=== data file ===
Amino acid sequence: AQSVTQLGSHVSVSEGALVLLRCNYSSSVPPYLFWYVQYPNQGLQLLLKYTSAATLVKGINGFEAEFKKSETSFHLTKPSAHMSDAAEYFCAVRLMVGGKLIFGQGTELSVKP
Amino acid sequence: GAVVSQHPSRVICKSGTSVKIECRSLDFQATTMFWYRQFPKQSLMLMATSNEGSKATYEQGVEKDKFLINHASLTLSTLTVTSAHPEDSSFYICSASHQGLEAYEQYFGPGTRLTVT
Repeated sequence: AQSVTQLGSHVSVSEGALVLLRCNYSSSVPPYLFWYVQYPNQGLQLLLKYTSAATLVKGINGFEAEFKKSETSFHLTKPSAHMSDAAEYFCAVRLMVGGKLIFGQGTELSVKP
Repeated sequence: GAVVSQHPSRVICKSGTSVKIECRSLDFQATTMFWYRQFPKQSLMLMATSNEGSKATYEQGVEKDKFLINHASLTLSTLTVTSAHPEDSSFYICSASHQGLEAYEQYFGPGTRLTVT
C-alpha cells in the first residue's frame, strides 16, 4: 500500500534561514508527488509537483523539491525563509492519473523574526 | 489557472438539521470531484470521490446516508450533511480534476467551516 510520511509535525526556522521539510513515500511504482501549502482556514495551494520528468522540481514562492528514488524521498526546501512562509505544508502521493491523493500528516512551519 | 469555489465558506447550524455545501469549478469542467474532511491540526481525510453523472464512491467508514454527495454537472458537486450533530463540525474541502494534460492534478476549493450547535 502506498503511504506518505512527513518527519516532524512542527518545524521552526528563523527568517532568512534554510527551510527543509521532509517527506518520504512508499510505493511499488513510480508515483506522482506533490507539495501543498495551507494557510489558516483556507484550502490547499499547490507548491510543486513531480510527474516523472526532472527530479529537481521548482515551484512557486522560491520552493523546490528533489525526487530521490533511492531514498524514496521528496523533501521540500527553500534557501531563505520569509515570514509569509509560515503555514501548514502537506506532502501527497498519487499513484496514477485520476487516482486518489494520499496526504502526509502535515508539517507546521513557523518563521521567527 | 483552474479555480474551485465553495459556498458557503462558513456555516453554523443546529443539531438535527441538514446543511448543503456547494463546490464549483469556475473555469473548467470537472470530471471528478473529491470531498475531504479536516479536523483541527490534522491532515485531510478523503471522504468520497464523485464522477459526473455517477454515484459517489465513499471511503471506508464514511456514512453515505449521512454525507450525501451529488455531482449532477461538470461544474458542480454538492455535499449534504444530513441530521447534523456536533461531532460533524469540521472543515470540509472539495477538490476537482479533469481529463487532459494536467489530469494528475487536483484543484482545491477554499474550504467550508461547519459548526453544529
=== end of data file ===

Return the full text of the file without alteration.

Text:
Amino acid sequence: AQSVTQLGSHVSVSEGALVLLRCNYSSSVPPYLFWYVQYPNQGLQLLLKYTSAATLVKGINGFEAEFKKSETSFHLTKPSAHMSDAAEYFCAVRLMVGGKLIFGQGTELSVKP
Amino acid sequence: GAVVSQHPSRVICKSGTSVKIECRSLDFQATTMFWYRQFPKQSLMLMATSNEGSKATYEQGVEKDKFLINHASLTLSTLTVTSAHPEDSSFYICSASHQGLEAYEQYFGPGTRLTVT
Repeated sequence: AQSVTQLGSHVSVSEGALVLLRCNYSSSVPPYLFWYVQYPNQGLQLLLKYTSAATLVKGINGFEAEFKKSETSFHLTKPSAHMSDAAEYFCAVRLMVGGKLIFGQGTELSVKP
Repeated sequence: GAVVSQHPSRVICKSGTSVKIECRSLDFQATTMFWYRQFPKQSLMLMATSNEGSKATYEQGVEKDKFLINHASLTLSTLTVTSAHPEDSSFYICSASHQGLEAYEQYFGPGTRLTVT
C-alpha cells in the first residue's frame, strides 16, 4: 500500500534561514508527488509537483523539491525563509492519473523574526 | 489557472438539521470531484470521490446516508450533511480534476467551516 510520511509535525526556522521539510513515500511504482501549502482556514495551494520528468522540481514562492528514488524521498526546501512562509505544508502521493491523493500528516512551519 | 469555489465558506447550524455545501469549478469542467474532511491540526481525510453523472464512491467508514454527495454537472458537486450533530463540525474541502494534460492534478476549493450547535 502506498503511504506518505512527513518527519516532524512542527518545524521552526528563523527568517532568512534554510527551510527543509521532509517527506518520504512508499510505493511499488513510480508515483506522482506533490507539495501543498495551507494557510489558516483556507484550502490547499499547490507548491510543486513531480510527474516523472526532472527530479529537481521548482515551484512557486522560491520552493523546490528533489525526487530521490533511492531514498524514496521528496523533501521540500527553500534557501531563505520569509515570514509569509509560515503555514501548514502537506506532502501527497498519487499513484496514477485520476487516482486518489494520499496526504502526509502535515508539517507546521513557523518563521521567527 | 483552474479555480474551485465553495459556498458557503462558513456555516453554523443546529443539531438535527441538514446543511448543503456547494463546490464549483469556475473555469473548467470537472470530471471528478473529491470531498475531504479536516479536523483541527490534522491532515485531510478523503471522504468520497464523485464522477459526473455517477454515484459517489465513499471511503471506508464514511456514512453515505449521512454525507450525501451529488455531482449532477461538470461544474458542480454538492455535499449534504444530513441530521447534523456536533461531532460533524469540521472543515470540509472539495477538490476537482479533469481529463487532459494536467489530469494528475487536483484543484482545491477554499474550504467550508461547519459548526453544529